URBANA – Cody Bralts, who recently turned 18, can't remember a time when the Mideast didn't dominate U.S. politics.
So when he applied for a scholarship from the National Security Language Initiative for Youth, he designated Egypt as his first choice.
And that's what he got.
Bralts, a midyear graduate of Urbana High School, recently returned from a five-month visit in Egypt, where he stayed with a host family in the Mohandessin section of Cairo.
Bralts now has what he calls a "taxi" knowledge of Arabic. Another result of his time in Egypt: He's been transformed into a more serious person.
The things that impressed Bralts most about Egypt was the dominance of religion, Islam, in Egyptian life and how Egyptians seem to be either rich or poor.
"I saw two different worlds," he said. "There's really no middle class in Egypt. You're either very rich or very poor, but I think a new middle class is starting to develop."
He also picked up, from many of the Egyptians he met, a strong anti-Israel sentiment. That didn't prevent Bralts, when asked, from identifying himself as atheist and from a Jewish background.
Bralts said he did not experience any anti-Americanism while there. Bralts said the Egyptians, including taxi drivers that he met, view President Barack Obama favorably, giving a thumbs-up whenever his name was mentioned.
Bralts, who used public transportation and taxis to get around, also saw on a regular basis protests and sit-ins in favor of democracy, worker rights and free enterprise and against Egypt's totalitarian regime.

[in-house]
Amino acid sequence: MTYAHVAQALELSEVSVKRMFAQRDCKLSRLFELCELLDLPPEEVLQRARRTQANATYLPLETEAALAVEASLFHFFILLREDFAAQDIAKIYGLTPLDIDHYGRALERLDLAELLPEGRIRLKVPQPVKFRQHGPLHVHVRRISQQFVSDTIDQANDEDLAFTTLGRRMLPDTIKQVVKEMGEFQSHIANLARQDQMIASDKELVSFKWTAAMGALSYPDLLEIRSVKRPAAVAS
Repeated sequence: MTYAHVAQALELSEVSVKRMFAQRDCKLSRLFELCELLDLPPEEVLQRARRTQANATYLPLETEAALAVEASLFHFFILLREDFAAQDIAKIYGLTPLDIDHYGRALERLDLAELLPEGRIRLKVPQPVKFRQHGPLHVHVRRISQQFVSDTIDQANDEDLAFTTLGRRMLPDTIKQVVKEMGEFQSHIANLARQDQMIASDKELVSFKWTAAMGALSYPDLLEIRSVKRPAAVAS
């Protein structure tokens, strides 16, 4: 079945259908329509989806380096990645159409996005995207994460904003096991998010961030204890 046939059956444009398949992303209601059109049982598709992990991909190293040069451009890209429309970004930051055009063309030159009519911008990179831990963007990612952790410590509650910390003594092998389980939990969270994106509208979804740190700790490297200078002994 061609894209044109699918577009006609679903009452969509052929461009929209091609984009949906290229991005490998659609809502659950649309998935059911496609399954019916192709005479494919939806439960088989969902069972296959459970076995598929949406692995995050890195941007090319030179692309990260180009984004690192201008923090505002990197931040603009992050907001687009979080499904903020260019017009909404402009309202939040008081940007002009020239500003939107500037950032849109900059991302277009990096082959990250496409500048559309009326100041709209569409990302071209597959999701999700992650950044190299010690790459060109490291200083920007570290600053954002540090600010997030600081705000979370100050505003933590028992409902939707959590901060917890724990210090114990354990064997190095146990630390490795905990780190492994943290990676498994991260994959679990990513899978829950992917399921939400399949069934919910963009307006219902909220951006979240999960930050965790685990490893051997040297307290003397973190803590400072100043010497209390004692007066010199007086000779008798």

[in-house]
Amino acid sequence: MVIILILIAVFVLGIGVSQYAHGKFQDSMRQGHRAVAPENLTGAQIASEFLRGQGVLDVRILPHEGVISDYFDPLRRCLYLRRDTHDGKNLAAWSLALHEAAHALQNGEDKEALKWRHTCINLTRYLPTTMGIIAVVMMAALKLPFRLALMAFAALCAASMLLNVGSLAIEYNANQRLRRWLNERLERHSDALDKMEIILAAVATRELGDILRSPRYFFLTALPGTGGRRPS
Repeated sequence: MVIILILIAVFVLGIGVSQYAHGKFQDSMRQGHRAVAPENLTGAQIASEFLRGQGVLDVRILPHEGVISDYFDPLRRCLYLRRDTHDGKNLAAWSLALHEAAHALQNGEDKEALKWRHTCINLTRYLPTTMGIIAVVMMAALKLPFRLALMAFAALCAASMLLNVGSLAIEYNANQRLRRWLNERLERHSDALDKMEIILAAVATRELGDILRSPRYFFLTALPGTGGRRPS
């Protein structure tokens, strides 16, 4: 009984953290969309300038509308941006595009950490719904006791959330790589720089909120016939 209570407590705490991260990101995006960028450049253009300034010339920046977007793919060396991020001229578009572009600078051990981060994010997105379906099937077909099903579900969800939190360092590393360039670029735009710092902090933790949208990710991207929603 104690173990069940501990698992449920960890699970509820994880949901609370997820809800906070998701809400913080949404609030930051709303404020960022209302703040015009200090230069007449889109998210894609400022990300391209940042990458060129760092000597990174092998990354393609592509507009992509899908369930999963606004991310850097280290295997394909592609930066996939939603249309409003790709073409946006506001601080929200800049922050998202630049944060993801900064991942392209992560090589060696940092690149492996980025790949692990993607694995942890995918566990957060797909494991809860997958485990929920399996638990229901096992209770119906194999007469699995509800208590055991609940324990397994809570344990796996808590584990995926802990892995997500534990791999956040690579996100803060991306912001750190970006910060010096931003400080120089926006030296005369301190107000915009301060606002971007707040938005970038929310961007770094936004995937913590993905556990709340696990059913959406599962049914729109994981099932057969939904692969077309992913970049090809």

The U.S. State Department, which administers the Language Initiative for Youth, forbade its participants from participating in protests while overseas. And Egyptian police wouldn't allow foreigners or tourists near the demonstrators.
"They basically control and restrict access to where tourists can go," said Bralts, who would see the protests, along with police brutality, reported on Egyptian television.
As part of the Security Language Initiative, Bralts took Arabic language classes and attended an American high school where classes are taught in English. On his own, he did volunteer work twice a week in an orphanage.
Most of the orphans had been born out of wedlock; their mothers were forced to give them up, he said.
"These children are owned by the state," Bralts said. "To make matters worse, they're not given a proper education. There's no safety net."
Bralts also took in famous sites, among them Alexandria, Luxor and the pyramids, which he could see in the distance from his host family's neighborhood.
Overall, the time in Egypt left Bralts feeling fortunate to be an American, he said. He met many young Egyptians who are desperate to travel to Europe or America and who want to be artists, photographers or musicians.
Their parents, though, are pushing them to pursue technical degrees.
"I heard multiple times how lucky I was to be American and to have the freedom to do what I wanted," said Bralts, an aspiring photojournalist who was co-editor in-chief of The Echo, the UHS student newspaper.
Still, Bralts called Egypt a wonderful place; he hopes to return to visit his host family and other friends he made there.
Before attending a university or art school, Bralts is taking a "gap year" during which he will live with his father in Wicker Park in Chicago and work for Ragstock, a company that sells recycled clothing as well as new clothes and accessories.
Bralts father is a Ragstock employee. His mother, Lisa Bralts Kelly, works for the city of Urbana as an economic development specialist and director of the Market at the Square farmers' market.
While in Egypt, Bralts heard the good news that a music video he had shot in Urbana last fall won a National PTA Reflections award, worth $800.
The video is set to music by Gold Panda, a London-based electronic musician.
Gold Panda has made Bralts' video one of its official ones, and the video was featured on the music page of the BBC website and at http://www.pitchfork.com.